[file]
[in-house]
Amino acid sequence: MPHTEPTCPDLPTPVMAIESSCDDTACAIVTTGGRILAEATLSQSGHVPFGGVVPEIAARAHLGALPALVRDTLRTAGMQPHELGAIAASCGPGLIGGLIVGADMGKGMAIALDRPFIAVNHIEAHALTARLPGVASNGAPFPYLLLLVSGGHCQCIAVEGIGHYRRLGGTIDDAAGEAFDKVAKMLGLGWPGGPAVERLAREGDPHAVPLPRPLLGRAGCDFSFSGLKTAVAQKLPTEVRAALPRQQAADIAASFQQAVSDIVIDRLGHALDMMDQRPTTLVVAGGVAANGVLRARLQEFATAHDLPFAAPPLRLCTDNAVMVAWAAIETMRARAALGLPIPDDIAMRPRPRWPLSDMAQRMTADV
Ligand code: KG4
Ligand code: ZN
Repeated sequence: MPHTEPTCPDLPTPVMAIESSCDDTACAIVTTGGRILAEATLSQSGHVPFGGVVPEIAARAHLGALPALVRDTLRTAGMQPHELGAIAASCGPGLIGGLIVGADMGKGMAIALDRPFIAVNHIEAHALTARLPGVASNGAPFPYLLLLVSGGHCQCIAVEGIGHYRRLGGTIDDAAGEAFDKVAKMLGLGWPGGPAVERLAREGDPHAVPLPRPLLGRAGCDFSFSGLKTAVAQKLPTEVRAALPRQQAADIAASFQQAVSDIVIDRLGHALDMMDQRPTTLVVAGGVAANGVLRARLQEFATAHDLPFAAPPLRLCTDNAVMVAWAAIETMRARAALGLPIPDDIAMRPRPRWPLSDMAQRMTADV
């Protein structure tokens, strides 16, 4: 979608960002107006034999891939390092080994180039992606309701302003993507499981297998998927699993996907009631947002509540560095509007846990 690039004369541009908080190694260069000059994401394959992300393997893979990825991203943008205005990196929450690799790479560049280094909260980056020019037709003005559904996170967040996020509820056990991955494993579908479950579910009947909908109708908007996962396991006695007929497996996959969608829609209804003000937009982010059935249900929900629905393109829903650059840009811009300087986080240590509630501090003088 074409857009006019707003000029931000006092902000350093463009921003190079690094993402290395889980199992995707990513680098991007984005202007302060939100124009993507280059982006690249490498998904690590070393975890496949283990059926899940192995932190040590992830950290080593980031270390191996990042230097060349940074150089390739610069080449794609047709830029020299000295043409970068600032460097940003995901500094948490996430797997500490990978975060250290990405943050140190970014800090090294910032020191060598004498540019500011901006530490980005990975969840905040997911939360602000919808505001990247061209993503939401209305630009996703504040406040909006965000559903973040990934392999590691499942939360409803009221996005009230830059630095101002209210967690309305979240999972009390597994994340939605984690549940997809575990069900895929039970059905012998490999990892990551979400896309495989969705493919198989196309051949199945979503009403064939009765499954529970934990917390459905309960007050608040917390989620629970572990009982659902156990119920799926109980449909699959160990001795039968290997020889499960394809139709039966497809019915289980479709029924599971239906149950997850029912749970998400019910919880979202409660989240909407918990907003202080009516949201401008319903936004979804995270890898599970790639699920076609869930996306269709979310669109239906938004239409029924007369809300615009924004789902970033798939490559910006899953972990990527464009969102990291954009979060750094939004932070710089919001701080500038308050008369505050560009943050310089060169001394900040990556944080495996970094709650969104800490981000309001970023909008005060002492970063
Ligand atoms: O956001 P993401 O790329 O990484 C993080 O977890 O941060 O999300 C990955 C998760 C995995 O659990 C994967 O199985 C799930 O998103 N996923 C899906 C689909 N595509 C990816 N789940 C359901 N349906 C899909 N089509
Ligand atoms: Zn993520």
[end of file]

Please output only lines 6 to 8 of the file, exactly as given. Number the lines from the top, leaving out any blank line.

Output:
């Protein structure tokens, strides 16, 4: 979608960002107006034999891939390092080994180039992606309701302003993507499981297998998927699993996907009631947002509540560095509007846990 690039004369541009908080190694260069000059994401394959992300393997893979990825991203943008205005990196929450690799790479560049280094909260980056020019037709003005559904996170967040996020509820056990991955494993579908479950579910009947909908109708908007996962396991006695007929497996996959969608829609209804003000937009982010059935249900929900629905393109829903650059840009811009300087986080240590509630501090003088 074409857009006019707003000029931000006092902000350093463009921003190079690094993402290395889980199992995707990513680098991007984005202007302060939100124009993507280059982006690249490498998904690590070393975890496949283990059926899940192995932190040590992830950290080593980031270390191996990042230097060349940074150089390739610069080449794609047709830029020299000295043409970068600032460097940003995901500094948490996430797997500490990978975060250290990405943050140190970014800090090294910032020191060598004498540019500011901006530490980005990975969840905040997911939360602000919808505001990247061209993503939401209305630009996703504040406040909006965000559903973040990934392999590691499942939360409803009221996005009230830059630095101002209210967690309305979240999972009390597994994340939605984690549940997809575990069900895929039970059905012998490999990892990551979400896309495989969705493919198989196309051949199945979503009403064939009765499954529970934990917390459905309960007050608040917390989620629970572990009982659902156990119920799926109980449909699959160990001795039968290997020889499960394809139709039966497809019915289980479709029924599971239906149950997850029912749970998400019910919880979202409660989240909407918990907003202080009516949201401008319903936004979804995270890898599970790639699920076609869930996306269709979310669109239906938004239409029924007369809300615009924004789902970033798939490559910006899953972990990527464009969102990291954009979060750094939004932070710089919001701080500038308050008369505050560009943050310089060169001394900040990556944080495996970094709650969104800490981000309001970023909008005060002492970063
Ligand atoms: O956001 P993401 O790329 O990484 C993080 O977890 O941060 O999300 C990955 C998760 C995995 O659990 C994967 O199985 C799930 O998103 N996923 C899906 C689909 N595509 C990816 N789940 C359901 N349906 C899909 N089509
Ligand atoms: Zn993520």